(SOUNDBITE OF ARCHIVED RECORDING)

PAUL HARVEY: Today, together, you and I are going to learn the rest of the story.

R. SMITH: And so we call this podcast The Rest of the Story 2017. We'll check in on Vladimir Putin's least favorite person in the world. We'll travel back to a small town in the bayous of Louisiana. And we'll have a funeral for an algorithmic trading bot.

(SOUNDBITE OF FREDERIC AUGER SONG, "FUTURE SATISFACTION")

R. SMITH: Let's begin with one of the more dramatic podcasts that we did in 2017. It was about a man named Bill Browder. Browder had an investment firm in Russia after the collapse of communism. And our podcast told the story of how Browder angered Vladimir Putin, how Browder was kicked out of Russia, his company taken away and how his lawyer was detained, tortured and murdered by Russian authorities. Ailsa Chang was my cohost on the story. Hey, Ailsa.

AILSA CHANG, BYLINE: Hey, Robert. So the Russian lawyer's name was Sergei Magnitsky. And Bill Browder has been trying to seek justice for Sergei's death by helping to pass a law in the U.S. called the Magnitsky Act. Basically, what the act does - it freezes the assets of human rights violators like the ones responsible for Sergei's murder.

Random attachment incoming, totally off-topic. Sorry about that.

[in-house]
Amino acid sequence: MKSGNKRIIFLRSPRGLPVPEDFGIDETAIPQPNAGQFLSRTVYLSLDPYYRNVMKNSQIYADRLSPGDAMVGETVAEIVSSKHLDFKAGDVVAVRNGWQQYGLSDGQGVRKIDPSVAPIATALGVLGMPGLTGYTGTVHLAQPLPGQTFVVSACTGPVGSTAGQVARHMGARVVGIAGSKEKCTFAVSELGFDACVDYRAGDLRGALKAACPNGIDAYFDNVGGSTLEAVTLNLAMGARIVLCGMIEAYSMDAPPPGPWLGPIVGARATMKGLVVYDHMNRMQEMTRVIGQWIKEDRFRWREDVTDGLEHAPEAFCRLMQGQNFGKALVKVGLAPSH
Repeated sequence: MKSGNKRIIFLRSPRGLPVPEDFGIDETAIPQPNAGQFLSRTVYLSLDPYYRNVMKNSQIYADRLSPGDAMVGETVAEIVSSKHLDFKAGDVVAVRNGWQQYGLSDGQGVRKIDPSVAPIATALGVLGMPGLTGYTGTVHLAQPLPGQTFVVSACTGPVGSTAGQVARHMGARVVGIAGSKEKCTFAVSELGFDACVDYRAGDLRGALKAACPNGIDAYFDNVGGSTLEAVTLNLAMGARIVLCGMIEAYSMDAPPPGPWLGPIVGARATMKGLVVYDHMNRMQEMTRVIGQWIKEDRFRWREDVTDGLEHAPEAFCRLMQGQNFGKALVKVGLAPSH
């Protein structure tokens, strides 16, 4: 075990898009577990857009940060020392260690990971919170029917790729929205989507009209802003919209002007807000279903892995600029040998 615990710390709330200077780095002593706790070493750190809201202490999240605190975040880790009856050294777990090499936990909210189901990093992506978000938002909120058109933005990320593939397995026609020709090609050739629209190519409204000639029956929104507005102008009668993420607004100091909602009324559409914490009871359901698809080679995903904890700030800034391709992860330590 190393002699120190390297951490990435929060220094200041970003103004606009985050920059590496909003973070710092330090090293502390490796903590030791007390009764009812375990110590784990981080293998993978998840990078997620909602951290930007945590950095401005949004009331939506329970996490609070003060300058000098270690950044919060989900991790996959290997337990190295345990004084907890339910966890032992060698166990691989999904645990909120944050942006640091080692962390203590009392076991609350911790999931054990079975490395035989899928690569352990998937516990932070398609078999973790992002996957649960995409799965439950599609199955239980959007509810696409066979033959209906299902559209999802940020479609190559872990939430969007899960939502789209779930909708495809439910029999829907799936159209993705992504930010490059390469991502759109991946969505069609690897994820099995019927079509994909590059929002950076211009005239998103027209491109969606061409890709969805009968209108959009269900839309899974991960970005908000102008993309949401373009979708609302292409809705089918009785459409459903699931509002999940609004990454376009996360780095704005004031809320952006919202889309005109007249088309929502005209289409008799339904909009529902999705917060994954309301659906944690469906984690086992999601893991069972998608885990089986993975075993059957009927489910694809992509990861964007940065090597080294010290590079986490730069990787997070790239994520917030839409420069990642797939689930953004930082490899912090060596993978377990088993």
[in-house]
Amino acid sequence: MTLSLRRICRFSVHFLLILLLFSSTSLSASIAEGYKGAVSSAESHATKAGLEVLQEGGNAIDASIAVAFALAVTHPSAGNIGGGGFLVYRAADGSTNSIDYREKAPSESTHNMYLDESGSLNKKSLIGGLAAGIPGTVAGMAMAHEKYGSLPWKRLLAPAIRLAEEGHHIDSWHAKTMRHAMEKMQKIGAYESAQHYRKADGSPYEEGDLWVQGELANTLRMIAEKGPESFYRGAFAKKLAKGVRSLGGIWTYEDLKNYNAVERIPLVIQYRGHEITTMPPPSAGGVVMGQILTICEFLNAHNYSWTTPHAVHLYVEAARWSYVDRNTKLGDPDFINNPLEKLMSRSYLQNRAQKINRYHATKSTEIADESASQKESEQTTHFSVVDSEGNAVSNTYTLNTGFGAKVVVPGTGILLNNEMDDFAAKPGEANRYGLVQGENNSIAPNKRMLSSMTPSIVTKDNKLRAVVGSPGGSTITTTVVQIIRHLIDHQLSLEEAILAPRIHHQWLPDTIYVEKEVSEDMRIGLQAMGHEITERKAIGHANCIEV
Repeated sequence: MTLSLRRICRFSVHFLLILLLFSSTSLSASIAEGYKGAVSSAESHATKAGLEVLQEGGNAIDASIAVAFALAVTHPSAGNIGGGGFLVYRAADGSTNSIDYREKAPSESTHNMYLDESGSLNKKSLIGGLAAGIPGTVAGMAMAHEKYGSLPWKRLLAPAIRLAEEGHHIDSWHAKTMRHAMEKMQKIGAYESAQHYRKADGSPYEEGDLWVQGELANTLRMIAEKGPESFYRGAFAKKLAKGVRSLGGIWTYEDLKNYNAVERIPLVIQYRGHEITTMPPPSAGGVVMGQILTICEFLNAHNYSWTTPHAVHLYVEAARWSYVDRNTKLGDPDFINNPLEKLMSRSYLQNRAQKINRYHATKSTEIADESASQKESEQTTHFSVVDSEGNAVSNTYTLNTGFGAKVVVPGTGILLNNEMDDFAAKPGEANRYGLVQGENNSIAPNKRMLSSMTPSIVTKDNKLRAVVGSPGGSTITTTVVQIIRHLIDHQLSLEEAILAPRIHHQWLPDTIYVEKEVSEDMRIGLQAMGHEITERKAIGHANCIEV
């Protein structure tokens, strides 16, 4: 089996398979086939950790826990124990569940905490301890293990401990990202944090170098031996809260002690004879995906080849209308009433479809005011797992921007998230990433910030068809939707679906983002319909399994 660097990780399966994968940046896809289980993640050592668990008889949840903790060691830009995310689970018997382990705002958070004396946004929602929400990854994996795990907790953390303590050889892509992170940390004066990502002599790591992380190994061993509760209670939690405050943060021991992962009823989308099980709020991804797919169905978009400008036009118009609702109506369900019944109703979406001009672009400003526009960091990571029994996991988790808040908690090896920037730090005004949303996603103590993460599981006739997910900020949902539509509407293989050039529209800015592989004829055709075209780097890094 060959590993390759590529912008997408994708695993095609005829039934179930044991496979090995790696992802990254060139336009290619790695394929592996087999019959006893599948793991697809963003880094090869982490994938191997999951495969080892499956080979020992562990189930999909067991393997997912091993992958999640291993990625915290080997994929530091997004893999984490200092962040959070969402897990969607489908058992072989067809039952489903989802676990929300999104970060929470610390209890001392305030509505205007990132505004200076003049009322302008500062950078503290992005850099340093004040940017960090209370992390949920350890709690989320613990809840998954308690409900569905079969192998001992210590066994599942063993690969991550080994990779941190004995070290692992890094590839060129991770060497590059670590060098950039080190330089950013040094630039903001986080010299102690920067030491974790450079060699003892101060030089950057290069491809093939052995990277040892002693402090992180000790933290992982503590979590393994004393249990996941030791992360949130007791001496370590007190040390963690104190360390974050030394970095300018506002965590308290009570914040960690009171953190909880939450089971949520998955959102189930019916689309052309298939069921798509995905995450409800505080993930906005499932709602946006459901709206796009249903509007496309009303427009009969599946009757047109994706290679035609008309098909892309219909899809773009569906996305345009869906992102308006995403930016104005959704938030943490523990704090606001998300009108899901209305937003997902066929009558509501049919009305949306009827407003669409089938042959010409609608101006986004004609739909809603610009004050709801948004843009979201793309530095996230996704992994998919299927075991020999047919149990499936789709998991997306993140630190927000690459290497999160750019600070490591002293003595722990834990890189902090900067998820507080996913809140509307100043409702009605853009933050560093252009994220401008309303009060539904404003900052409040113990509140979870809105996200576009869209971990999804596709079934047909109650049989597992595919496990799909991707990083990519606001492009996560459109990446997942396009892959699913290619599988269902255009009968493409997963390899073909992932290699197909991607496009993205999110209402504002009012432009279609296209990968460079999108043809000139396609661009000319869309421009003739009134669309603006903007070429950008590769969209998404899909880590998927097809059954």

R. SMITH: So that's where we left the story when we did the podcast this summer. Since then, it's gotten weirder, right, Ailsa?

CHANG: It has. I met up with Bill Browder last week. He told me he had been traveling the world, trying to persuade different countries to pass their own versions of the Magnitsky Act to go after human rights violators everywhere. And everything kind of came to a head in mid-October, when Canada passed its own version of the Magnitsky Act. Just days after that happened, Browder tried to board a flight from London, where he lives, to New York. He's now a British citizen, by the way. And when he was checking in, the airline would not issue him a boarding pass. And he discovered his U.S. visa was revoked.

BILL BROWDER: And at that point, I call up a friend who works in law enforcement. And I say, could you find out if I'm on the Interpol list. And sure enough, on the same day that the Magnitsky Act was passed in Canada, the Russians added me to the Interpol most wanted list for the fifth time.